look more closely at the individual standing beside you.
New York, NY (PRWEB) February 22, 2008
This year buyers at Artexpo New York 2008, one of the largest fine and popular art fairs in the world, will have even more to contemplate this year with pop artist Olan Montgomery's eco-conscious paintings depicting the individuals, children, insects and animals of our world covered in plastic. Yes, plastic, plastic vinyl to be exact.
"If you knew there was a 'floating island' of plastic debris the size of Texas in your ocean, what would you do about it?" states artist Olan Montgomery when talking about his upcoming exhibit with Vogel Pop L.L.C. at Artexpo New York 2008 to be held February 28th through March 3rd at the Jacob Javits center.
New York pop artist Olan Montgomery has covered many of his pieces in plastic vinyl for his upcoming exhibition at Art Expo to bring attention to the Plastic trash we produce and how it has made its way to coastal eco-systems and the ocean. "It's a creative way to reveal a serious environmental issue," states Olan, "it's hard to convey that this is a problem we are all responsible for creating. Oddly the plastic on the paintings reflects one's own image acting like a mirror-like cover to remind us all of our own part in this crisis."
Ironically, this statement according to the artist "of our own individual suffocation as well as our environment's," gives the pop art a reflective shine with an almost futuristic modernist edge which begs the question, are we all going to be wrapped in plastic by the end of this century? Olan thinks, "we'd be better served using the plastic we've already produced in art instead of killing animals and polluting our oceans, land and air with it."
"A stew of trash consisting mostly of plastics and weighing some 3.5 million tons according to oceanographers floats in no-man's land between San Francisco & Hawaii stretching as far a Japan, a gyre, a swirling circular current of trash, and it's been there for well over ten years, and it's growing," states Olan.
"Nearly 90% of floating marine litter is plastic. We have so much plastic trash in our oceans right now that 40% of albatross chicks die with their bellies full of trash not to mention all the other wildlife ingesting plastic bottle caps," states Olan, "our pollution snares the animals and It's a proven fact that our plastic trash is presenting a danger to marine and birdlife. One of the greatest concentrations of plastic trash is a Texas-sized floating island of plastic debris in the north Pacific gyre, a collection of trash that has been swept together by ocean currents. Think about it for just one minute," states Olan.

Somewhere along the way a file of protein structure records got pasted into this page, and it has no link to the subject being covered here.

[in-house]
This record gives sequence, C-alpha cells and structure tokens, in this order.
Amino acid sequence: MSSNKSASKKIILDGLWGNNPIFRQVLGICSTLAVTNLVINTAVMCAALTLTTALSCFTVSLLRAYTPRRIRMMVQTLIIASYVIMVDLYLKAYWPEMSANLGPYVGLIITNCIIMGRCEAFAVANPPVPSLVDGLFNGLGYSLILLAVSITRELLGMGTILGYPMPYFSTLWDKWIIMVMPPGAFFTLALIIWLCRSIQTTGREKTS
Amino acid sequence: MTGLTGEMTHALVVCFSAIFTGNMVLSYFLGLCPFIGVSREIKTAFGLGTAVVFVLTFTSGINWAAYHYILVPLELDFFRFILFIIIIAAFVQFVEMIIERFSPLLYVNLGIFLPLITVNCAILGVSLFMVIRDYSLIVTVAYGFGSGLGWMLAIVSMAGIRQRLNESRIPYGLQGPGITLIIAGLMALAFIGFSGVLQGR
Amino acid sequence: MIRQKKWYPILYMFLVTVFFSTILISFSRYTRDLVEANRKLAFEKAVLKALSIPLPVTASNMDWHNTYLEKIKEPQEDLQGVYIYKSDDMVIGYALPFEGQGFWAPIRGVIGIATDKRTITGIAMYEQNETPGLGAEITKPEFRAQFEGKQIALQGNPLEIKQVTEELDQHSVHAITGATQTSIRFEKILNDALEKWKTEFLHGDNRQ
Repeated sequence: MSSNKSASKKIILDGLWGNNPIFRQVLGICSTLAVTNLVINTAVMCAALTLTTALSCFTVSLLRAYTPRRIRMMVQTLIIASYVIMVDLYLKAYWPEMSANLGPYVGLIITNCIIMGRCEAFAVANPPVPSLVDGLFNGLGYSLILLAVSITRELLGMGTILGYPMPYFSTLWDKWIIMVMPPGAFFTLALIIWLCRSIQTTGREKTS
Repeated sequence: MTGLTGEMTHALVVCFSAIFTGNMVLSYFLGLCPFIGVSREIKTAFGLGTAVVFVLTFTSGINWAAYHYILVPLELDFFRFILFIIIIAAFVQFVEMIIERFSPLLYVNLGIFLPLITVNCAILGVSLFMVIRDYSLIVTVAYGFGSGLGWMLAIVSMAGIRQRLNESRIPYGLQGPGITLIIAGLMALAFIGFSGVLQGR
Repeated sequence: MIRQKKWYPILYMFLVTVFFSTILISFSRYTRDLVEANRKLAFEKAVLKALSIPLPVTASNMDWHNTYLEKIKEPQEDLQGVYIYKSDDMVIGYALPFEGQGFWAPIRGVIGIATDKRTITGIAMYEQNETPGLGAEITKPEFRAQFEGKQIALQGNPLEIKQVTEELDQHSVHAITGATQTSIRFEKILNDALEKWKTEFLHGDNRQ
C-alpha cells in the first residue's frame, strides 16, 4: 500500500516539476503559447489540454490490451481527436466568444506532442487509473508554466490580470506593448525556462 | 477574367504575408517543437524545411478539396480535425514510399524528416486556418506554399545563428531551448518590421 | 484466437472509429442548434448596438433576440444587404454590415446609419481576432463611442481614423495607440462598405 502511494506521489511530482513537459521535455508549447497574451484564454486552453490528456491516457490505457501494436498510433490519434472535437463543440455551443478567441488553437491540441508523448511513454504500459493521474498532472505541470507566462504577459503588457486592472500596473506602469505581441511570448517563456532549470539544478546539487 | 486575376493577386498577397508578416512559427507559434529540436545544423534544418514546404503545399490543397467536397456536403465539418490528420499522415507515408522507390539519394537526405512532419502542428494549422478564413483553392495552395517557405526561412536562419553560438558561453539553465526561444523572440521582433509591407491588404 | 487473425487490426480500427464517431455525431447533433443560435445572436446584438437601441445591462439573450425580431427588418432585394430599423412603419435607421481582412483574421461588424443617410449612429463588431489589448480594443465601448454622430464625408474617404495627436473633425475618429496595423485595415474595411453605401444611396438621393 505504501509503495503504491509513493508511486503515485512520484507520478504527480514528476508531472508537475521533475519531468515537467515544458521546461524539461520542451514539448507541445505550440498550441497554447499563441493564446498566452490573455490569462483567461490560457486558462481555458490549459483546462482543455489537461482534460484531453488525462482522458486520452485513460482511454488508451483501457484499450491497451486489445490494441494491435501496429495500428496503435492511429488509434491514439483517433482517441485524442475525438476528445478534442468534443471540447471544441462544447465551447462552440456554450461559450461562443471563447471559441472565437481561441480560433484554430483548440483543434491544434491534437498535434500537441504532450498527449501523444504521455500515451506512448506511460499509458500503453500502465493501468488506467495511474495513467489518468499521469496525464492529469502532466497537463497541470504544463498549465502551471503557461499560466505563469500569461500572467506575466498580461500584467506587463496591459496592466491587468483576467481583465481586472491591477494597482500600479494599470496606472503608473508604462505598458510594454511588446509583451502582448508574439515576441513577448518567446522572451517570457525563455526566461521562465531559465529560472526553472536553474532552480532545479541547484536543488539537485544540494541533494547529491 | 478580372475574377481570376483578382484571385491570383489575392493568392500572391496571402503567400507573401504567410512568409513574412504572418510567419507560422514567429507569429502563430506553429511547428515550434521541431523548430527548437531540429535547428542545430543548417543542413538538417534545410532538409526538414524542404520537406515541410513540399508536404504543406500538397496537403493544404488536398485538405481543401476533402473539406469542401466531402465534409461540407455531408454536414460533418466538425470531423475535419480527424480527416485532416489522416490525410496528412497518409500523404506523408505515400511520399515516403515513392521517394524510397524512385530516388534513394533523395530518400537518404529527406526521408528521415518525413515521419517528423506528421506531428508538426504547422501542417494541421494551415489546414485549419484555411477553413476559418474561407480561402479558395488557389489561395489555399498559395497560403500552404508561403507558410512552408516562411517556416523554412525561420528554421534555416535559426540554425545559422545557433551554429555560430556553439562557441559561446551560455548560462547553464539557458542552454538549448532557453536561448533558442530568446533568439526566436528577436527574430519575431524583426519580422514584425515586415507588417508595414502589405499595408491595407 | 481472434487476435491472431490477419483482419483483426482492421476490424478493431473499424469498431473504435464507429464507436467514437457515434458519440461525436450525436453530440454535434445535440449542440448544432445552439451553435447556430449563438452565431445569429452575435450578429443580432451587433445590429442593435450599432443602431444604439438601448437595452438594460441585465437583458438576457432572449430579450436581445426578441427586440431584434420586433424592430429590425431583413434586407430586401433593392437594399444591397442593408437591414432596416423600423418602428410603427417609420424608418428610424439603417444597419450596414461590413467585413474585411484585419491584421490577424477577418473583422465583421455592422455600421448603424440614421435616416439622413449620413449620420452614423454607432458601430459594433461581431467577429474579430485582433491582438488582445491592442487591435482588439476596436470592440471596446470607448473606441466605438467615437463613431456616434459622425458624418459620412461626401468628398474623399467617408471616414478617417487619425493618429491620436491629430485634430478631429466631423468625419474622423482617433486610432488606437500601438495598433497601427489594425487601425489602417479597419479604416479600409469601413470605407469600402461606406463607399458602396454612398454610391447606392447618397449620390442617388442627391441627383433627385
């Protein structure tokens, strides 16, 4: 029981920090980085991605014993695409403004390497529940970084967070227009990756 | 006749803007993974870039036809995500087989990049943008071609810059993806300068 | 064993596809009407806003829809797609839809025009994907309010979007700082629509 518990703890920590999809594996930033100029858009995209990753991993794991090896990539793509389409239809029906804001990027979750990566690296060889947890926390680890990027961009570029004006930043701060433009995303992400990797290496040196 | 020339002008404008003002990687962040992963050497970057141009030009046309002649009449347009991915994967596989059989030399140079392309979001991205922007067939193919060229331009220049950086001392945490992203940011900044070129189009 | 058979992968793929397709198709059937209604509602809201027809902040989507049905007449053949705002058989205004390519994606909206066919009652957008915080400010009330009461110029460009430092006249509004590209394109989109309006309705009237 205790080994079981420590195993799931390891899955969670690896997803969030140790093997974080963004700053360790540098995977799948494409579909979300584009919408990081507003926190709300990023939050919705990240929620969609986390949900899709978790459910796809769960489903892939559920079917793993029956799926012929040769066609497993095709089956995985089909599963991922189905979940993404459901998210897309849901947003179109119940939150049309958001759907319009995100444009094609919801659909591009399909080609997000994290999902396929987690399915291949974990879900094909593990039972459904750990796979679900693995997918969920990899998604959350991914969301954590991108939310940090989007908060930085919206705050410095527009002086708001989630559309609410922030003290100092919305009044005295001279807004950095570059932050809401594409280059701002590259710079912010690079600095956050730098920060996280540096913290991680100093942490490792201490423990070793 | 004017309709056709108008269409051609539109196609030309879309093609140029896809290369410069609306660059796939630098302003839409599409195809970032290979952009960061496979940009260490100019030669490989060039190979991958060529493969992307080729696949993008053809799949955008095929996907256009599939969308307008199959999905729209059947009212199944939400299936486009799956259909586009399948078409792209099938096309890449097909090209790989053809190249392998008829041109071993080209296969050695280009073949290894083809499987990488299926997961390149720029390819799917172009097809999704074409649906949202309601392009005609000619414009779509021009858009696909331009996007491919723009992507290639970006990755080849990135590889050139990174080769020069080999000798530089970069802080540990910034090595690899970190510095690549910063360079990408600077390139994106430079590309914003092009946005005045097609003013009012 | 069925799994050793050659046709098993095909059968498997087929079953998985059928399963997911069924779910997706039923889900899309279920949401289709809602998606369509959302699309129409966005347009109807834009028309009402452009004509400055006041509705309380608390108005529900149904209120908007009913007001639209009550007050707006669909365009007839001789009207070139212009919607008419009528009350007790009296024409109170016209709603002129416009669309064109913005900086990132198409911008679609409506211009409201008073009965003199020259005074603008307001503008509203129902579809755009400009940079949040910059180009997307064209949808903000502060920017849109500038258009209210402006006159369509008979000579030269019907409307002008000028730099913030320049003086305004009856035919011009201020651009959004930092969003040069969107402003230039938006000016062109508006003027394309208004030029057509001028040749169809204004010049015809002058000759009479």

Covering his pieces in vinyl was the best way possible for the artist to literally bring attention to the Plastic trash we produce and it's pollution of our environment.
In the exhibit paintings, among others, include a series entitled "Bubblegum Fishes" depicting Koi fish swimming against aquarium rock, a beautiful child running along the ocean shore and a naked man standing outside of Penn Station in New York, all covered in plastic.
The artist says he incorporates the vinyl sheet coverings of plastic on his pieces as a 'metaphor to our indifference" which the artist describes as "suffocating to the environment and our own individual relationships." "You can't care about someone else if you don't care about the world in which you live," states Olan. He is quick to point out pollution statistics as well as the fact that even the acrylic paint in his art is a product of the plastic revolution.
Olan is known for his activism like his tribute to local bank tellers at Chase Manhattan in New York written about by the New York Times in an article entitled "Tellers in Tangerine, Thanks to Loving Artist's Homage, Bank Tellers find a Wall of their Own" by Laurel Gross published in 2003 where the artist created art about local bank tellers in his community asking the viewer to simply "look more closely at the individual standing beside you." "I created art of these beautiful people we come in contact with every day at the bank, people that many times get overlooked. I put their painted portraits behind all of the tellers, like an echo of their souls, and for one short moment in time New York City life took a pause and these women got extraordinary kindness and respect from the bank patrons. You know they still ask about the paintings in that bank to this day," says Olan.